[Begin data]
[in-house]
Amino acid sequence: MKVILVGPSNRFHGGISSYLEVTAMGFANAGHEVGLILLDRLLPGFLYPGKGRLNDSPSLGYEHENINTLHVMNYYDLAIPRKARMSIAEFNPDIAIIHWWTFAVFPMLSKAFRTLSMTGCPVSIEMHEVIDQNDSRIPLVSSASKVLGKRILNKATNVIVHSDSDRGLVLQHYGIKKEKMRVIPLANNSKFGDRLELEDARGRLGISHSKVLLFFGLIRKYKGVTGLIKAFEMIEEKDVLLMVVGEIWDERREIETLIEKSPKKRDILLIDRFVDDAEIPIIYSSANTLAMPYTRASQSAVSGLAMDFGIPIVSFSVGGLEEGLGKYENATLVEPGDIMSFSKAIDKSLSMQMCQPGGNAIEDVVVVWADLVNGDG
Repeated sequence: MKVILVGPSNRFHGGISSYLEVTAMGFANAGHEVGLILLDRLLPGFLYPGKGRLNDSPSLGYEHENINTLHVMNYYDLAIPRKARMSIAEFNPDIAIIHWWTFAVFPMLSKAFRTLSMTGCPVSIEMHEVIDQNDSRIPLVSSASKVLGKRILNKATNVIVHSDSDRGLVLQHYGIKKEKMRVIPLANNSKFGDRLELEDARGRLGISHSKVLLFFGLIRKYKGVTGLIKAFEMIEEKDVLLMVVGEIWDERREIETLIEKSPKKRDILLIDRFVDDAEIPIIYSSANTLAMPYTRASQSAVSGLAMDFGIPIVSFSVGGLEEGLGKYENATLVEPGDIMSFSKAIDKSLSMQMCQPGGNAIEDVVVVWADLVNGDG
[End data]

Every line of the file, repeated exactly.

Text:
[in-house]
Amino acid sequence: MKVILVGPSNRFHGGISSYLEVTAMGFANAGHEVGLILLDRLLPGFLYPGKGRLNDSPSLGYEHENINTLHVMNYYDLAIPRKARMSIAEFNPDIAIIHWWTFAVFPMLSKAFRTLSMTGCPVSIEMHEVIDQNDSRIPLVSSASKVLGKRILNKATNVIVHSDSDRGLVLQHYGIKKEKMRVIPLANNSKFGDRLELEDARGRLGISHSKVLLFFGLIRKYKGVTGLIKAFEMIEEKDVLLMVVGEIWDERREIETLIEKSPKKRDILLIDRFVDDAEIPIIYSSANTLAMPYTRASQSAVSGLAMDFGIPIVSFSVGGLEEGLGKYENATLVEPGDIMSFSKAIDKSLSMQMCQPGGNAIEDVVVVWADLVNGDG
Repeated sequence: MKVILVGPSNRFHGGISSYLEVTAMGFANAGHEVGLILLDRLLPGFLYPGKGRLNDSPSLGYEHENINTLHVMNYYDLAIPRKARMSIAEFNPDIAIIHWWTFAVFPMLSKAFRTLSMTGCPVSIEMHEVIDQNDSRIPLVSSASKVLGKRILNKATNVIVHSDSDRGLVLQHYGIKKEKMRVIPLANNSKFGDRLELEDARGRLGISHSKVLLFFGLIRKYKGVTGLIKAFEMIEEKDVLLMVVGEIWDERREIETLIEKSPKKRDILLIDRFVDDAEIPIIYSSANTLAMPYTRASQSAVSGLAMDFGIPIVSFSVGGLEEGLGKYENATLVEPGDIMSFSKAIDKSLSMQMCQPGGNAIEDVVVVWADLVNGDG